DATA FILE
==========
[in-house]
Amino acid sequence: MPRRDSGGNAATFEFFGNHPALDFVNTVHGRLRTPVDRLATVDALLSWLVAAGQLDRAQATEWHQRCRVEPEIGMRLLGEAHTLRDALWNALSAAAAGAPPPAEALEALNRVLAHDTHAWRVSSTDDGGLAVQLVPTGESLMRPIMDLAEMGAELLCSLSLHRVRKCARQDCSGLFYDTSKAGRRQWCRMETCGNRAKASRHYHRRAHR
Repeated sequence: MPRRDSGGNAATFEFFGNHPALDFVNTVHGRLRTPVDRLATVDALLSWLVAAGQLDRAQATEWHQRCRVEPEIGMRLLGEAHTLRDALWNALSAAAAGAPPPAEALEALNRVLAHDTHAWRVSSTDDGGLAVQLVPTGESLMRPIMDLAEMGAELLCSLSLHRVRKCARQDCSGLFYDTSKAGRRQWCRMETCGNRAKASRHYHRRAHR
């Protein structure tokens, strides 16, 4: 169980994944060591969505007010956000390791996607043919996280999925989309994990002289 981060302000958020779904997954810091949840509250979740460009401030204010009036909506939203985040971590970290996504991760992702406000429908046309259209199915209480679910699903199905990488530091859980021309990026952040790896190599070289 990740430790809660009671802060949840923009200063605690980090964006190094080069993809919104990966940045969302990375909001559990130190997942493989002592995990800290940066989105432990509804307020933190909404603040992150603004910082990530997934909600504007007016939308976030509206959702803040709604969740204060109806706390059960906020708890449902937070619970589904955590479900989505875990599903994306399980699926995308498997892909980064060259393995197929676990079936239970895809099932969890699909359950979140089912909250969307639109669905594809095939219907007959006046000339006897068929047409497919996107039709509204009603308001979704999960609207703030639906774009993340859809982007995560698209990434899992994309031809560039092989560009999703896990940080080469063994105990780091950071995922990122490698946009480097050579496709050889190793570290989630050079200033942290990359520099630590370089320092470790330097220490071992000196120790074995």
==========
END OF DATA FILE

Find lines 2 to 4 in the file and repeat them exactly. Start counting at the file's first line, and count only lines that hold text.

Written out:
Amino acid sequence: MPRRDSGGNAATFEFFGNHPALDFVNTVHGRLRTPVDRLATVDALLSWLVAAGQLDRAQATEWHQRCRVEPEIGMRLLGEAHTLRDALWNALSAAAAGAPPPAEALEALNRVLAHDTHAWRVSSTDDGGLAVQLVPTGESLMRPIMDLAEMGAELLCSLSLHRVRKCARQDCSGLFYDTSKAGRRQWCRMETCGNRAKASRHYHRRAHR
Repeated sequence: MPRRDSGGNAATFEFFGNHPALDFVNTVHGRLRTPVDRLATVDALLSWLVAAGQLDRAQATEWHQRCRVEPEIGMRLLGEAHTLRDALWNALSAAAAGAPPPAEALEALNRVLAHDTHAWRVSSTDDGGLAVQLVPTGESLMRPIMDLAEMGAELLCSLSLHRVRKCARQDCSGLFYDTSKAGRRQWCRMETCGNRAKASRHYHRRAHR
């Protein structure tokens, strides 16, 4: 169980994944060591969505007010956000390791996607043919996280999925989309994990002289 981060302000958020779904997954810091949840509250979740460009401030204010009036909506939203985040971590970290996504991760992702406000429908046309259209199915209480679910699903199905990488530091859980021309990026952040790896190599070289 990740430790809660009671802060949840923009200063605690980090964006190094080069993809919104990966940045969302990375909001559990130190997942493989002592995990800290940066989105432990509804307020933190909404603040992150603004910082990530997934909600504007007016939308976030509206959702803040709604969740204060109806706390059960906020708890449902937070619970589904955590479900989505875990599903994306399980699926995308498997892909980064060259393995197929676990079936239970895809099932969890699909359950979140089912909250969307639109669905594809095939219907007959006046000339006897068929047409497919996107039709509204009603308001979704999960609207703030639906774009993340859809982007995560698209990434899992994309031809560039092989560009999703896990940080080469063994105990780091950071995922990122490698946009480097050579496709050889190793570290989630050079200033942290990359520099630590370089320092470790330097220490071992000196120790074995």